Animal Size

Jaguarundi size: How big do they get?

How big does a Jaguarundi get? Here is an overview over the average adult age:

A grown Jaguarundi (Herpailurus yaguarondi) reaches an average size of 70.4 cm (2′ 4″).

When born, they have an average size of 0 cm (0′ 0″). Usually, they reach an age of 10.58 years. A full-grown exemplary reaches roughly 6.88 kg (15.17 lbs). Talking about reproduction, Jaguarundis have 2 babies about 2 times per year. The Jaguarundi (genus: Herpailurus) is a member of the family Felidae.

As a reference: Humans reach an average body size of 1.65m (5′ 5″) while carrying 62 kg (137 lbs). A human woman is pregnant for 280 days (40 weeks) and on average become 75 years old.

The average adult size of a Jaguarundi is  (2' 4

The jaguarundi (, binomial name: Herpailurus yagouaroundi) is a wild cat native to the Americas. Its range extends from central Argentina in the south to the US–Mexico border in the north, through Central and South America east of the Andes. The jaguarundi is a medium-sized cat of slender build and uniform coloration that differs significantly from other neotropical cats (such as the small, spotted cats in the genus Leopardus) in its external appearance. In fact, the jaguarundi shows several features seen in mustelids such as otters and weasels—it has an elongated body with relatively short legs, a small, narrow head, small, round ears, a short snout and a long tail. Around twice as large as the domestic cat, the jaguarundi reaches nearly 36 cm (14 in) at the shoulder and weighs 3.5–7 kg (7.7–15.4 lb). There are two color morphs—gray and red.Secretive and alert, the jaguarundi is typically solitary or forms pairs in the wild, though captive individuals are more gregarious. Unlike other sympatric cats such as ocelots, the jaguarundi is more active during the day and hunts mainly during daytime and evening hours. Individuals live in large home ranges, and are sparsely distributed within a region. The jaguarundi is an efficient climber, but typically prefers hunting on ground. It feeds on various kinds of prey, especially ground-feeding birds, reptiles, rodents and small mammals. Mating occurs throughout the year, with peaks at different times of the year across the range. After a gestation period of 70 to 75 days, a litter of one to four kittens is born. Lifespan of up to 15 years has been recorded in captivity.Jaguarundis occur in a broad array of closed as well as open habitats ranging from tropical rainforests and deciduous forests to deserts and thorn scrubs. While they are fairly common in Brazil, Peru and Venezuela, jaguarundis may have gone extinct in the US. The IUCN lists the jaguarundi as Least Concern, but populations are in decline in many parts of its range due to loss and fragmentation of their habitat and persecution for killing poultry.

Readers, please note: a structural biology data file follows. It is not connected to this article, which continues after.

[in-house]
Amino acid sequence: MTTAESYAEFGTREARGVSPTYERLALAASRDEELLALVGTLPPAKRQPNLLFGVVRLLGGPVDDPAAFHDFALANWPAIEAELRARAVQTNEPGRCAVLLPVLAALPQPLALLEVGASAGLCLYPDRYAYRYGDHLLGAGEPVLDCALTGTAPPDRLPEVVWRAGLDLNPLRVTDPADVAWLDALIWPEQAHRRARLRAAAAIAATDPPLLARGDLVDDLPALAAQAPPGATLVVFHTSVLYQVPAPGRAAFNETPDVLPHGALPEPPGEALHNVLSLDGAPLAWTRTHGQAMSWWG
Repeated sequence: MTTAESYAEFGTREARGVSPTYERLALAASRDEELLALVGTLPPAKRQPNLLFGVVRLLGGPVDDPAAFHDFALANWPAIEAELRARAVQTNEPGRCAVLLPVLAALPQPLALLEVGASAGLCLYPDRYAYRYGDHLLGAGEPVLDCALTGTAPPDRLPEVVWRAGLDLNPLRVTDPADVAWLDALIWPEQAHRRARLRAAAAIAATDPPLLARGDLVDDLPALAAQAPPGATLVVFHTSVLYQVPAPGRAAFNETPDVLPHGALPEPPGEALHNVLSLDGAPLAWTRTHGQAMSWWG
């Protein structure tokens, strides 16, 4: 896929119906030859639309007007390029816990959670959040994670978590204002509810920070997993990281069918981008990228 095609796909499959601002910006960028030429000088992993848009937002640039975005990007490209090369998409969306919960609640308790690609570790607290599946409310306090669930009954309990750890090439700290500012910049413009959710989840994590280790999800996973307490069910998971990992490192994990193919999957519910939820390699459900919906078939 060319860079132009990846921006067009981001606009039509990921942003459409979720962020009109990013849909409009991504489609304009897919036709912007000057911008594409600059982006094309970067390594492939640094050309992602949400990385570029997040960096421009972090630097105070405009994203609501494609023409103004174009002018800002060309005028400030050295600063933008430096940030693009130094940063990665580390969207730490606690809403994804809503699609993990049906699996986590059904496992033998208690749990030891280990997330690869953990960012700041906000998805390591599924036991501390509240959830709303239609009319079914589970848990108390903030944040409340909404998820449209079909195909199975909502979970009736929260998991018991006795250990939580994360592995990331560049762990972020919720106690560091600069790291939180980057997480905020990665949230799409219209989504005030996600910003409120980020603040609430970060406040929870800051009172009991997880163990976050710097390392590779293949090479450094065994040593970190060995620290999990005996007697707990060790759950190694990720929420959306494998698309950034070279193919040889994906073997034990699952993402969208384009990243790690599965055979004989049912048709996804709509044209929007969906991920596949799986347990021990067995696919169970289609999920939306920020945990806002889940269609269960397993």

Animals of the same family as a Jaguarundi

We found other animals of the Felidae family:

Animals with the same size as a Jaguarundi

Not that size really matters, but it makes things comparable. So here are a couple of animals that are as big as Jaguarundi:

Animals with the same litter size as a Jaguarundi

Here is a list of animals that have the same number of babies per litter (2) as a Jaguarundi:

Animals with the same life expectancy as a Jaguarundi

Completely different animals, but becoming as old as a Jaguarundi:

Animals with the same weight as a Jaguarundi

As a comparison, here are some other animals that weight as much as the Herpailurus yaguarondi: